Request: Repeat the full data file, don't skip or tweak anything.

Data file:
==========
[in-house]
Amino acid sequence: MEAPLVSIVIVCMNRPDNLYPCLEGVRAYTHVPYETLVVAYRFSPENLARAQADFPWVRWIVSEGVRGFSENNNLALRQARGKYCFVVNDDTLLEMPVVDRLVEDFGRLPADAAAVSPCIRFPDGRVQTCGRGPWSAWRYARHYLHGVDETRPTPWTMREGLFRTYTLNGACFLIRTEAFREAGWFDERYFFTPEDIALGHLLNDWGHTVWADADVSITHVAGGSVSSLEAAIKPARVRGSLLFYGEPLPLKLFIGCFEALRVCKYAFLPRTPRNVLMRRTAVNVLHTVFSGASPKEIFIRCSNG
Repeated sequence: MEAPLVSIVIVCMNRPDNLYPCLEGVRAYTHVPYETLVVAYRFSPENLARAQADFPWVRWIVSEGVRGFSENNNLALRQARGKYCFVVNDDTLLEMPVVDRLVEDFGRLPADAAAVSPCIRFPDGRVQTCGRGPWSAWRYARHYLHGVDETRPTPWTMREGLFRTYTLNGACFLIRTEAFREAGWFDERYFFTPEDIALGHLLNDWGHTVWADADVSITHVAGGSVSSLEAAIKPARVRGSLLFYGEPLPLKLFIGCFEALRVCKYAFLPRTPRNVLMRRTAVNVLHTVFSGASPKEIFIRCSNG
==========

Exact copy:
[in-house]
Amino acid sequence: MEAPLVSIVIVCMNRPDNLYPCLEGVRAYTHVPYETLVVAYRFSPENLARAQADFPWVRWIVSEGVRGFSENNNLALRQARGKYCFVVNDDTLLEMPVVDRLVEDFGRLPADAAAVSPCIRFPDGRVQTCGRGPWSAWRYARHYLHGVDETRPTPWTMREGLFRTYTLNGACFLIRTEAFREAGWFDERYFFTPEDIALGHLLNDWGHTVWADADVSITHVAGGSVSSLEAAIKPARVRGSLLFYGEPLPLKLFIGCFEALRVCKYAFLPRTPRNVLMRRTAVNVLHTVFSGASPKEIFIRCSNG
Repeated sequence: MEAPLVSIVIVCMNRPDNLYPCLEGVRAYTHVPYETLVVAYRFSPENLARAQADFPWVRWIVSEGVRGFSENNNLALRQARGKYCFVVNDDTLLEMPVVDRLVEDFGRLPADAAAVSPCIRFPDGRVQTCGRGPWSAWRYARHYLHGVDETRPTPWTMREGLFRTYTLNGACFLIRTEAFREAGWFDERYFFTPEDIALGHLLNDWGHTVWADADVSITHVAGGSVSSLEAAIKPARVRGSLLFYGEPLPLKLFIGCFEALRVCKYAFLPRTPRNVLMRRTAVNVLHTVFSGASPKEIFIRCSNG